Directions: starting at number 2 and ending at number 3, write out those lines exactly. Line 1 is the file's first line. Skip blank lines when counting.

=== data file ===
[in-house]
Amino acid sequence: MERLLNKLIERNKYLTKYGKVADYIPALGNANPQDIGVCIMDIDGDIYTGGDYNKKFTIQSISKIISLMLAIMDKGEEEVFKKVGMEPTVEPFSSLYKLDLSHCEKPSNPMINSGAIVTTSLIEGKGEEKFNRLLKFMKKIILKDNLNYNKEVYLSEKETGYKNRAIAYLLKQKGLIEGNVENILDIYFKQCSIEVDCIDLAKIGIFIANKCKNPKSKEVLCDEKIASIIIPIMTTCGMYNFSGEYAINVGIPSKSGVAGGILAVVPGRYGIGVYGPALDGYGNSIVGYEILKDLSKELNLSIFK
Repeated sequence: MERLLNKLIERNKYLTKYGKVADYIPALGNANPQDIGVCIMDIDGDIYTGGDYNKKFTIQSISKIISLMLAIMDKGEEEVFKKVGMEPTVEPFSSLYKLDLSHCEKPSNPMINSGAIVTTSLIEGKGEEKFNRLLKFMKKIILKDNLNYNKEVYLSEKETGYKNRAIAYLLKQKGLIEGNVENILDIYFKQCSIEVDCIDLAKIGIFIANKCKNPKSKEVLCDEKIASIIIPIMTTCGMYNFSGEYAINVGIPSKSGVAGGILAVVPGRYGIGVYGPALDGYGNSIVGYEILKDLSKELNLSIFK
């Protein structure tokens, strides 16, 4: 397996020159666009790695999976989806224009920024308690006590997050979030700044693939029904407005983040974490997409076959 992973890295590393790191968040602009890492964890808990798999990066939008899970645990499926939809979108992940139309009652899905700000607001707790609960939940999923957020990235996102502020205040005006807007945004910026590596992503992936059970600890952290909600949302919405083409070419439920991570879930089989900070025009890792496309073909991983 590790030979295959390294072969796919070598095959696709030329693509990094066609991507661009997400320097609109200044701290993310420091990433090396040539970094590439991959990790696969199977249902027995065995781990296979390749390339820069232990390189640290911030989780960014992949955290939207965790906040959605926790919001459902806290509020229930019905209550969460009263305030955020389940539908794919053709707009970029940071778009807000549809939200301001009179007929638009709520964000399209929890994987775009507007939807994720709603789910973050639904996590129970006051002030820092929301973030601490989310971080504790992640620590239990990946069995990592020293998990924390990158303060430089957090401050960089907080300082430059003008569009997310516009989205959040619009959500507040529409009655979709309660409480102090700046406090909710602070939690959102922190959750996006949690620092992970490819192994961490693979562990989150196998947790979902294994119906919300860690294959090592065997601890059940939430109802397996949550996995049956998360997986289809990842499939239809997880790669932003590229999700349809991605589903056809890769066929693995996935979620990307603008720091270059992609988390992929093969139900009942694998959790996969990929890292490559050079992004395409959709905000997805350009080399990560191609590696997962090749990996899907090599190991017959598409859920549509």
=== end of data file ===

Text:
Amino acid sequence: MERLLNKLIERNKYLTKYGKVADYIPALGNANPQDIGVCIMDIDGDIYTGGDYNKKFTIQSISKIISLMLAIMDKGEEEVFKKVGMEPTVEPFSSLYKLDLSHCEKPSNPMINSGAIVTTSLIEGKGEEKFNRLLKFMKKIILKDNLNYNKEVYLSEKETGYKNRAIAYLLKQKGLIEGNVENILDIYFKQCSIEVDCIDLAKIGIFIANKCKNPKSKEVLCDEKIASIIIPIMTTCGMYNFSGEYAINVGIPSKSGVAGGILAVVPGRYGIGVYGPALDGYGNSIVGYEILKDLSKELNLSIFK
Repeated sequence: MERLLNKLIERNKYLTKYGKVADYIPALGNANPQDIGVCIMDIDGDIYTGGDYNKKFTIQSISKIISLMLAIMDKGEEEVFKKVGMEPTVEPFSSLYKLDLSHCEKPSNPMINSGAIVTTSLIEGKGEEKFNRLLKFMKKIILKDNLNYNKEVYLSEKETGYKNRAIAYLLKQKGLIEGNVENILDIYFKQCSIEVDCIDLAKIGIFIANKCKNPKSKEVLCDEKIASIIIPIMTTCGMYNFSGEYAINVGIPSKSGVAGGILAVVPGRYGIGVYGPALDGYGNSIVGYEILKDLSKELNLSIFK